Here are the stories our D.C. insiders are talking about in this week's "Inside Politics" forecast, where you get a glimpse of tomorrow's headlines today.
1. West Wing turnover coming?
The start of summer could coincide with the beginning of more West Wing turnover.
Last July saw the departures of Reince Priebus and Sean Spicer. This year White House observers are watching for whether their successors John Kelly and Sarah Sanders follow their lead. Michael Shear of The New York Times said Kelly has been "essentially invisible as chief of staff for weeks now."
"There's rumors almost every day that his departure is coming," Shear said. "And keep your eye ultimately on when Sarah Sanders leaves, because while she says she's not going anywhere, she's been in the job for close to a year now. If she leaves, you're likely to see an entire turnover of her press staff."
2. Trump aide legal fund details
The end of the second quarter means it's time for political action committees to disclose their fundraising numbers from the past three months. Weekly Standard senior writer Michael Warren says he's particularly interested in the Patriot Legal Expense Fund Trust -- the PAC set up to help associates of President Trump pay legal bills incurred from the Russia investigation.
"It's a pretty unusual organization," Warren said. "Some Democrats are raising questions about the connection that this PAC will have with the Trump re-election campaign. I'm just looking to find out who donated to this and who's getting the money. We haven't found any of those answers yet."
3. Filibuster fight
Trump has called again and again for the Senate to eliminate the filibuster -- which would allow the GOP to pass almost anything it wants without a single Democratic vote. And now a senior Senate Republican says he may agree, reports Politico's Rachael Bade.
"There was a meeting at the White House this week where the president and House Republicans tried to make the case to a bunch of [Senate] Republicans," Bade said. "Basically they argued that 'you did this for the Supreme Court and look what happened? We have a great justice. You should do the same thing for appropriations.'"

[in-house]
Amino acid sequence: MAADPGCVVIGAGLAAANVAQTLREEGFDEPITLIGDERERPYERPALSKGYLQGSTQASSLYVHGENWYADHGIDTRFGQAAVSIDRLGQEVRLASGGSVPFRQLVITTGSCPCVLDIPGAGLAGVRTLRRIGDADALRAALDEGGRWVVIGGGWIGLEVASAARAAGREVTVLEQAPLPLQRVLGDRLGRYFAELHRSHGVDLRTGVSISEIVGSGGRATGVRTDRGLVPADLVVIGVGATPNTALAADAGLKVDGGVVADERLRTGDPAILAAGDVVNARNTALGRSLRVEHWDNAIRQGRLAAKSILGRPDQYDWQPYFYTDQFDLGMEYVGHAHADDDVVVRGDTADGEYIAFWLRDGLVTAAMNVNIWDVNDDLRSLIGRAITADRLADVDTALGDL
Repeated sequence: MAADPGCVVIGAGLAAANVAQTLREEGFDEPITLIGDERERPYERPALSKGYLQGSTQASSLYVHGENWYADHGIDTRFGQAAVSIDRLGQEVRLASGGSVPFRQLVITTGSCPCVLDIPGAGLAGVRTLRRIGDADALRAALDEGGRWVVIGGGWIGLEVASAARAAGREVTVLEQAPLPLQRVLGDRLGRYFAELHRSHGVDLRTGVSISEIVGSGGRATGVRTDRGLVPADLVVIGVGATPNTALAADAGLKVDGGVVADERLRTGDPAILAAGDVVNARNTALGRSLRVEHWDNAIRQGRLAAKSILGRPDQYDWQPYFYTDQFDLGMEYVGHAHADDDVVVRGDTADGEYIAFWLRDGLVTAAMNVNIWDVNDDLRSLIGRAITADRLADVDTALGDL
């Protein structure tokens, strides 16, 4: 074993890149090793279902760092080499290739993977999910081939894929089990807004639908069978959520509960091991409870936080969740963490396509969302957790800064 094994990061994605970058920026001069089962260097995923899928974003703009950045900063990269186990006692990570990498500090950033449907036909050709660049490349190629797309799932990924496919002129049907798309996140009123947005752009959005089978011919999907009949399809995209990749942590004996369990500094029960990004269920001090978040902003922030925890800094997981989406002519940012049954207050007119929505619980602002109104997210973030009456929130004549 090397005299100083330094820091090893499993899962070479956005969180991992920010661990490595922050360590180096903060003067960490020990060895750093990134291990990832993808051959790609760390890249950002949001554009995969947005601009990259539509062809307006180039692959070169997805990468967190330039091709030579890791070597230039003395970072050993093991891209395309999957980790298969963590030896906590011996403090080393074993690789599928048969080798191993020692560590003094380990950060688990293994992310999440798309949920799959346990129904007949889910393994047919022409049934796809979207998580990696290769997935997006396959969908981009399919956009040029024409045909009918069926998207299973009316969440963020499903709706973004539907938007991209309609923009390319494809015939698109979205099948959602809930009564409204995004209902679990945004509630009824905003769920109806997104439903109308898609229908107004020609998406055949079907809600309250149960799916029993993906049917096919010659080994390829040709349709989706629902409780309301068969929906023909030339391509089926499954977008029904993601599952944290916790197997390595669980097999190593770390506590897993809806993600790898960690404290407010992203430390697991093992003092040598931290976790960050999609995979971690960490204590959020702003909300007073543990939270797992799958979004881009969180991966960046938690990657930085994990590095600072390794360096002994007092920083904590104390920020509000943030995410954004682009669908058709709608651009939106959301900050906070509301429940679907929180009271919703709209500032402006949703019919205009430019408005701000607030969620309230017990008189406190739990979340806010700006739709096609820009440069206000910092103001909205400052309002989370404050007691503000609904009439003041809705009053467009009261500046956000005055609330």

And they may have won over the senior senator from Alabama -- Richard Shelby, who chairs the Appropriations Committee.
"He apparently told the President, 'Okay, I can back this even though Mitch McConnell is opposed to it.' And I think we're going to see a big assault on the filibuster in the coming months," Bade said.
4. GOP lawmakers struggle with Trump trade policy
Trump's trade war continues to escalate, with new retaliatory Canadian tariffs on US goods coming into effect on Sunday. And that's causing a lot of heartburn among Senate Republicans.
"You saw Senate Republicans becoming more and more aggressive this past week against the President and his trade policies," Washington Post reporter Seung Min Kim said. Sens. Bob Corker and Pat Toomey are pushing a bill that would give Congress more oversight over the President's trade policy authority.
For now, Senate Majority Leader Mitch McConnell is blocking their bill from coming up for a vote. "But if that vote happens, it's going to be one that really puts a lot of Republicans in a tough spot: either endorse their core ideology of free trade, or go along with the President of their party who's an incredibly popular figure with their voters," Kim said. "This is going to be a battle that continues to heat up."
5. Pain at the pump
And from CNN Chief National Correspondent John King:
The President is ignoring Republican complaints that his trade war could end up hurting the GOP in the midterms. But he is trying to respond to another economic worry -- even though he twisted the facts in a tweet about it.
Gas prices are up 60 cents a gallon over the past year -- and Republicans worry that takes a summer bite out of their big tax cut. The President tweeted Saturday that the King of Saudi Arabia promised to help by producing more oil. But the White House had to correct the record later -- to say King Salman did not promise anything other than to maintain the standard level of Saudi reserves, and to keep in touch with OPEC partners about the market.
- Inside Politics: White House comings and goings
- Inside Politics: White House shuffle could come after midterms
- Inside Politics: Midterm machinations
- Inside Politics: Kavanaugh vs. Giuliani?
- Inside Politics: Health care paradox
- Inside Politics: Rebranding Kevin McCarthy
- Inside Politics: Awaiting Trump's SCOTUS nomination
- Inside Politics: Rand goes to Russia
- Inside Politics: Rand goes to Russia
- 'Inside Politics': Alleged Russian spy's charm offensive